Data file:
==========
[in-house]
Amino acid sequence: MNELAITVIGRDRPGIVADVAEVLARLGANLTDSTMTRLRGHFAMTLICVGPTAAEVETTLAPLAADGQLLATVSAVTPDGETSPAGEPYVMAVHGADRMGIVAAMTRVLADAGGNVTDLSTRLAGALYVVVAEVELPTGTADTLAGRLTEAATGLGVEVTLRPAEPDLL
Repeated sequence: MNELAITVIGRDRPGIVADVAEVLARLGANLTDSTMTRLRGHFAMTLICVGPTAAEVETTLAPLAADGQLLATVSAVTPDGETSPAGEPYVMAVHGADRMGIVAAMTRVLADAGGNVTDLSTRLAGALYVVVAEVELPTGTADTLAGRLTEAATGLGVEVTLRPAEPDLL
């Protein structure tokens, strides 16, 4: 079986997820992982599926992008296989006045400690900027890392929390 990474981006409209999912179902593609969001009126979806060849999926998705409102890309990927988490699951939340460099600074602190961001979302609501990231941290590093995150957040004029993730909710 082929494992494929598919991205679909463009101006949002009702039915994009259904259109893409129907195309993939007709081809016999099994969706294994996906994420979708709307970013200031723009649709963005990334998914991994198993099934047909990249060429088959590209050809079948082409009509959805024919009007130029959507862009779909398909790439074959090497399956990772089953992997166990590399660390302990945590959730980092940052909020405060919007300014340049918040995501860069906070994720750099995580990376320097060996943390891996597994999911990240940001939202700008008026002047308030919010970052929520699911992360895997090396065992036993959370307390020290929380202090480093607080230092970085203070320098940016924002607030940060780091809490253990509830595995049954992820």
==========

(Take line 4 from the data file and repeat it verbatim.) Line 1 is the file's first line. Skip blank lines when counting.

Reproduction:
């Protein structure tokens, strides 16, 4: 079986997820992982599926992008296989006045400690900027890392929390 990474981006409209999912179902593609969001009126979806060849999926998705409102890309990927988490699951939340460099600074602190961001979302609501990231941290590093995150957040004029993730909710 082929494992494929598919991205679909463009101006949002009702039915994009259904259109893409129907195309993939007709081809016999099994969706294994996906994420979708709307970013200031723009649709963005990334998914991994198993099934047909990249060429088959590209050809079948082409009509959805024919009007130029959507862009779909398909790439074959090497399956990772089953992997166990590399660390302990945590959730980092940052909020405060919007300014340049918040995501860069906070994720750099995580990376320097060996943390891996597994999911990240940001939202700008008026002047308030919010970052929520699911992360895997090396065992036993959370307390020290929380202090480093607080230092970085203070320098940016924002607030940060780091809490253990509830595995049954992820």